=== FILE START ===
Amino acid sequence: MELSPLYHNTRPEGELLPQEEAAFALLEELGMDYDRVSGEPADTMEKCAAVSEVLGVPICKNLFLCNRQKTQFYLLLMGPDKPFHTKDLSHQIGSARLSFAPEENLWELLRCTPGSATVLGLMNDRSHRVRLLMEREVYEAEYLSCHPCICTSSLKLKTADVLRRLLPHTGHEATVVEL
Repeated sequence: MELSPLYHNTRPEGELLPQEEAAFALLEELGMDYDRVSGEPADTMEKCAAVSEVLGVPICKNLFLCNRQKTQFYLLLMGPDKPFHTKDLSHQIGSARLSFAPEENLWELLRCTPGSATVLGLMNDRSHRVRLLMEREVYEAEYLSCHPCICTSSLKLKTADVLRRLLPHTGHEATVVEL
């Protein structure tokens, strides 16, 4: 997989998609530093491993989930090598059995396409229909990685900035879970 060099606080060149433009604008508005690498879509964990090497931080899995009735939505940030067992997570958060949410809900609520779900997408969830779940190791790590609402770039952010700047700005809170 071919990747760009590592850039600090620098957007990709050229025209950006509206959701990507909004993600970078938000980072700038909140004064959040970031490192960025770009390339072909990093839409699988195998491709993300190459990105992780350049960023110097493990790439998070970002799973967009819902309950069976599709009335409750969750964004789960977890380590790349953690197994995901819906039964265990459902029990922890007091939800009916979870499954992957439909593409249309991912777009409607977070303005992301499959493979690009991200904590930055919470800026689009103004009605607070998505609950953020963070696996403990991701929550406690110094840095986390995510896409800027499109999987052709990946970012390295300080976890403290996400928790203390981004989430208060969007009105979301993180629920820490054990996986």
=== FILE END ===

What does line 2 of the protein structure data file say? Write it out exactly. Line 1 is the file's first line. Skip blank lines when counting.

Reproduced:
Repeated sequence: MELSPLYHNTRPEGELLPQEEAAFALLEELGMDYDRVSGEPADTMEKCAAVSEVLGVPICKNLFLCNRQKTQFYLLLMGPDKPFHTKDLSHQIGSARLSFAPEENLWELLRCTPGSATVLGLMNDRSHRVRLLMEREVYEAEYLSCHPCICTSSLKLKTADVLRRLLPHTGHEATVVEL